The fourth wall is wonderful. It protects performers, gives them the freedom to commit to their art. The audience benefits too, enjoying the show through an exciting, voyeuristic lens.
And that's great.
Except the fourth wall isn't real. So it depends entirely on human imagination and respect. Much like a child's imaginary friend.
When that respect disappears from either side of the wall, the wall comes crashing down.
Here are 6 of the best performer-audience clashes of all time.
1) Shake it. Stir it. Just turn it off.
Who'd win in a fight, Wolverine or James Bond? Another question: who could beat Wolverine and James Bond at the same time?
The answer is:
Not me, not you, and not the guy whose cell phone interrupted Hugh Jackman and Daniel Craig during a 2009 Broadway showing of A Steady Rain.
2) Transform yourself out of here
If an off-duty actor can't respect the invisible boundary, what chance do we have?
After an afternoon of heaving boozing, Shia LaBeouf made an impromptu trip to Broadway show Cabaret.
Shouting, smoking, and groping the leading man led to the Transformers star being booted out and thrown in jail.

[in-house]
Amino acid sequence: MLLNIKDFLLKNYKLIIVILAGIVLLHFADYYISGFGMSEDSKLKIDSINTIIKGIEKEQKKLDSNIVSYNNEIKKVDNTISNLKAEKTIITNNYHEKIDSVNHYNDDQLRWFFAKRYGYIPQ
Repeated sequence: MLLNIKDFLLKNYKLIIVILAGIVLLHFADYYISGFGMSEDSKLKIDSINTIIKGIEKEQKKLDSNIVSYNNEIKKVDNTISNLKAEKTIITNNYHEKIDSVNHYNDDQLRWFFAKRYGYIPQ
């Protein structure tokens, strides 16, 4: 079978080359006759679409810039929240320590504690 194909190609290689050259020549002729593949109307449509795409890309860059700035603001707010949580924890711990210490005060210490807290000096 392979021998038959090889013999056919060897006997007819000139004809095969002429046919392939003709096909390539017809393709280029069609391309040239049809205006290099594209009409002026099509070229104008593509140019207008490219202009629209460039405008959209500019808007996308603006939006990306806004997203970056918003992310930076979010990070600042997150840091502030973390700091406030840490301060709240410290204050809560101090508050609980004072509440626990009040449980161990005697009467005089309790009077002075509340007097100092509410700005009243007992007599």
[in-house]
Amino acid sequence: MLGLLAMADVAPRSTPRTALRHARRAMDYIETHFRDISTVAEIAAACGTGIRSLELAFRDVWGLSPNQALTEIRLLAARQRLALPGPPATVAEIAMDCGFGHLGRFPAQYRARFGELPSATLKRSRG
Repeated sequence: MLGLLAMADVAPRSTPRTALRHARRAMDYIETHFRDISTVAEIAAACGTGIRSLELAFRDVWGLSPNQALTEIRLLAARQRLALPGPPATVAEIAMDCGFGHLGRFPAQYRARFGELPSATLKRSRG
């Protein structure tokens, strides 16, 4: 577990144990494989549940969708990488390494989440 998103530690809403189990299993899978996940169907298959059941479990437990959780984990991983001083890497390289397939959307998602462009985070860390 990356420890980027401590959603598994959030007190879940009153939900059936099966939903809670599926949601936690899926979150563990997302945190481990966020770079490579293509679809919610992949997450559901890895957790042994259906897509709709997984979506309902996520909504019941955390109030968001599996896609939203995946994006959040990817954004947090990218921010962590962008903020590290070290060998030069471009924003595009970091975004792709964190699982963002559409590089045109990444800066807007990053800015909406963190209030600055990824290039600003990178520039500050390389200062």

3) Wingardium levi-oh shut up
Brit actor Ian Hart is best known as Professor Quirrell from those wizard-boy films. But he's also a burning ball of stage rage.
Irked by an audience member he thought had been speaking, Hart shouted at the man to shut up, before lunging into the crowd to confront him after the curtain call.
4) Orchestrate that thing off
You know what doesn't improve Haydn's Piano Concerto in D Major? A ringing cell phone.
You know what brings it to an abrupt halt? A second ringing cell phone.
Christian Zacharias is ridiculously chill:
Don't answer. Let it ring.
5) Love Actually doesn't live here
You're Keira Knightley. You're best known for starring in Pirates of the Caribbean. And now you're débuting on Broadway.
What you don't need is some guy screaming a marriage proposal at you from the gallery, before lambasting you for taking too long to reply.
The man was escorted from the theatre, but not before tossing a bunch of flowers at the Love Actually actor.
6) Curiously casual health warning
The Apollo Theatre on London's Shaftesbury Avenue is old – it first opened to the public in 1901.
Some 112 years later, during a performance of The Curious Incident of the Dog in the Night-Time, chunks of falling masonry brought parts of the balcony crashing down.
The leading actor's super-British warning to those in the stalls?
Have you ever seen a performer flip out on the audience?